Liverpool’s story over the last 50 years or so has been a most intriguing one. Bill Shankly lifted them to the top, with Bob Paisley ready to take on the burden and maintain the legend, reaching even greater heights. Joe Fagan and Kenny Dalglish managed to keep their status as one of the best clubs on the planet, but the aftermaths of the Heysel and especially Hillsborough disasters were hard to cope with, and a steady decline began from the early 1990s.
There were signs, most notably under Gerard Houlier and Rafa Benitez, that the club could once again be destined for the very top. The infamous Hicks and Gillet era did them significant damage, repaired to a slight degree when Dalglish returned for his second spell and led the team to the 2012 League Cup. Brendan Rodgers came close to delivering the league title for the first time after 24 years in 2014, but it wasn’t to be.
It was eventually the arrival of Jurgen Klopp that did it, and Liverpool won the 2019 Champions League, followed by the long-awaited Premier League title in 2020.
But for a long time, even after Klopp came in to take the reigns and a bright future appeared on the horizon, their most talented players looked on the club as a stepping stone, seeking to leave when the really top ones came calling. The near success of 2013-14 was completely dispelled when Luis Suarez forced a move to Barcelona that summer. A year later, Raheem Sterling left in a similar manner to join Manchester City.
But since Klopp took over, there were three players the club wanted to keep, who still felt the need to leave and forced their way out. They don’t seem to have recognized in time the fact that Liverpool were on their way up.
The man of the moment, one might almost say, due to the fact that he’s just joined Aston Villa on loan from Barcelona for the rest of the season, and Villa have the option to make the deal permanent for €40 million in the summer. At Villa Park, he will once again be working with Steven Gerrard, the man who was his captain for two and a half years at Anfield.
The summer of 2017 was a difficult one for the Merseysiders, especially at the very end, and Coutinho was the reason. Around 24 hours before his team were scheduled to take to the pitch and begin their Premier League campaign, the Brazilian shocked them all by handing in a transfer request, with Barcelona making no secret of their interest. The uncertainty, however, was short-lived as Fenway Sports Group, the club owners, stepped in decisively and categorically stated Coutinho would remain a Liverpool player when the window is shut. Indeed, that was what happened.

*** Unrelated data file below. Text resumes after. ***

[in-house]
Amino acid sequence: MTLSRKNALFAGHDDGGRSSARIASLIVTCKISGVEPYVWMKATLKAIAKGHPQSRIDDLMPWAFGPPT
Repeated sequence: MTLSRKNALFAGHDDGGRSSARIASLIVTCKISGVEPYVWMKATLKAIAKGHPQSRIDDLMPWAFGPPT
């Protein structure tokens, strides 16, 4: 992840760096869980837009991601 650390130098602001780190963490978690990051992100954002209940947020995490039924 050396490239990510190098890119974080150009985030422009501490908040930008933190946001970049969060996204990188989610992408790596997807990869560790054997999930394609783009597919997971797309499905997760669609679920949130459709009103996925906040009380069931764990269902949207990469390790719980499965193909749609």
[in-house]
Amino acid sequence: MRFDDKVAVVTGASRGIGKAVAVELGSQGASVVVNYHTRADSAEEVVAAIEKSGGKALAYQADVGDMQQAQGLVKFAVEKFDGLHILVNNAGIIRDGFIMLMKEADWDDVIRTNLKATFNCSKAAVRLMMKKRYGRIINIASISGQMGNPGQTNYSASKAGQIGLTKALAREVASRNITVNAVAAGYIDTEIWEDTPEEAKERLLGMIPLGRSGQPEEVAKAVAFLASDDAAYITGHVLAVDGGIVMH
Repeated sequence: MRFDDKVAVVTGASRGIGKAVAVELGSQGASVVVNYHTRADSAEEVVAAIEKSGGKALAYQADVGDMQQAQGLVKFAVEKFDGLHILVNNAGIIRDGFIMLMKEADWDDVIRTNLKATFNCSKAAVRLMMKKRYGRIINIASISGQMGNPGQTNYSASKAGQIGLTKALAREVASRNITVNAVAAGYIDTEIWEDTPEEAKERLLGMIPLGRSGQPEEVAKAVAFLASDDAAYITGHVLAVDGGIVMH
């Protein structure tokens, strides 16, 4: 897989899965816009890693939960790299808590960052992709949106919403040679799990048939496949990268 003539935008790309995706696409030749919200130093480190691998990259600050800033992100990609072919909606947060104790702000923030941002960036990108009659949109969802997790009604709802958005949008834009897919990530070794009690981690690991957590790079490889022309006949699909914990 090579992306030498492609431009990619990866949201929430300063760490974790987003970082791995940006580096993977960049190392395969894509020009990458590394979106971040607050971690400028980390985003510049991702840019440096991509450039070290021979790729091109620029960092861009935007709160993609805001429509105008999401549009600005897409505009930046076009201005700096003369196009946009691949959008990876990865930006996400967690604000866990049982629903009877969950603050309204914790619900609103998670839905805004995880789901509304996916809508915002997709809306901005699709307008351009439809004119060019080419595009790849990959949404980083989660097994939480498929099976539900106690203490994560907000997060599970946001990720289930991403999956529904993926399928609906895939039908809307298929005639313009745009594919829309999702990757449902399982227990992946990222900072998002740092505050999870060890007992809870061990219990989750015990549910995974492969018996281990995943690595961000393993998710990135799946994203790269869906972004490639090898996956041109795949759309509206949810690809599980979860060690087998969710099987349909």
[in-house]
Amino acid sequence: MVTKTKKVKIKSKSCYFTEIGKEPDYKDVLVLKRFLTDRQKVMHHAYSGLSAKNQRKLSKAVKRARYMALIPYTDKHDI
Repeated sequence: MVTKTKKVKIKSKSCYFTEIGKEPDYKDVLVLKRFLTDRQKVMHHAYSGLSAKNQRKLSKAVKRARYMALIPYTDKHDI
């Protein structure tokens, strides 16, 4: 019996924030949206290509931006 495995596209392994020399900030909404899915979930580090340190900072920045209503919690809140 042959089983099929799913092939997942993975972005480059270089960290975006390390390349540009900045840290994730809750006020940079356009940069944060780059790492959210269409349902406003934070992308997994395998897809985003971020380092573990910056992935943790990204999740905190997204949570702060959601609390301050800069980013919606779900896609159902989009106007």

Naturally, the speculations didn’t subside but continued to grow, pointing this time towards January as the moment the ‘magician’ might leave Anfield. At first, that didn’t seem likely, but in November that year, first reasonably reliable reports started emerging about the club’s stance softening.
In the end, an offer arrived the club were prepared to consider, and about a week after the arrival of Virgil van Dijk from Southampton was confirmed, they announced Coutinho was to join Barcelona. The fee, together with the add-ons, reportedly stood at €160 million.
We’ve all seen what happened after. Liverpool reinvested the money wisely, signing goalkeeper Alisson Becker from AS Roma and midfielder Fabinho from AS Monaco in the summer, having already reached the Champions League final and secured a place in the competition for the following season. They never looked back and their approach, as well as Klopp’s faith the remaining players along with the newcomers paid off big-time.
Meanwhile, Coutinho said he’d joined Barcelona to win the Champions League. Ironically enough, his team were famously dismantled by Liverpool in the 2019 semifinal, and not only did Liverpool win the Champions League without him, but he himself later left Barcelona to spend a year on loan at Bayern Munich – and won the Champions League there.
The fact that Coutinho was sent (or allowed) to leave back then, as well as now again, speaks volumes about his time and contribution at the Catalan club. He was brought in to be the immediate replacement for Neymar who joined Paris Saint-Germain in 2017, and later to evolve into a natural successor for Andres Iniesta in midfield. He proved neither in the end. In fact, he proved to have been the biggest mistake, at least in financial terms, that any club have ever made in the transfer market.
Now he’s back in the Premier League, and there can be no doubt that he’ll benefit from Gerrard knowing him and his talents well. It will take time for him to readjust to the pace of the English top flight, but he’ll likely get there and prove an important part of the team.
But it still won’t be what he wanted. With all due respect to Villa, it’s hard to imagine them fighting earnestly for the biggest trophies out there any time soon, and at the age of 29, it’s not as if Coutinho can afford to wait too long.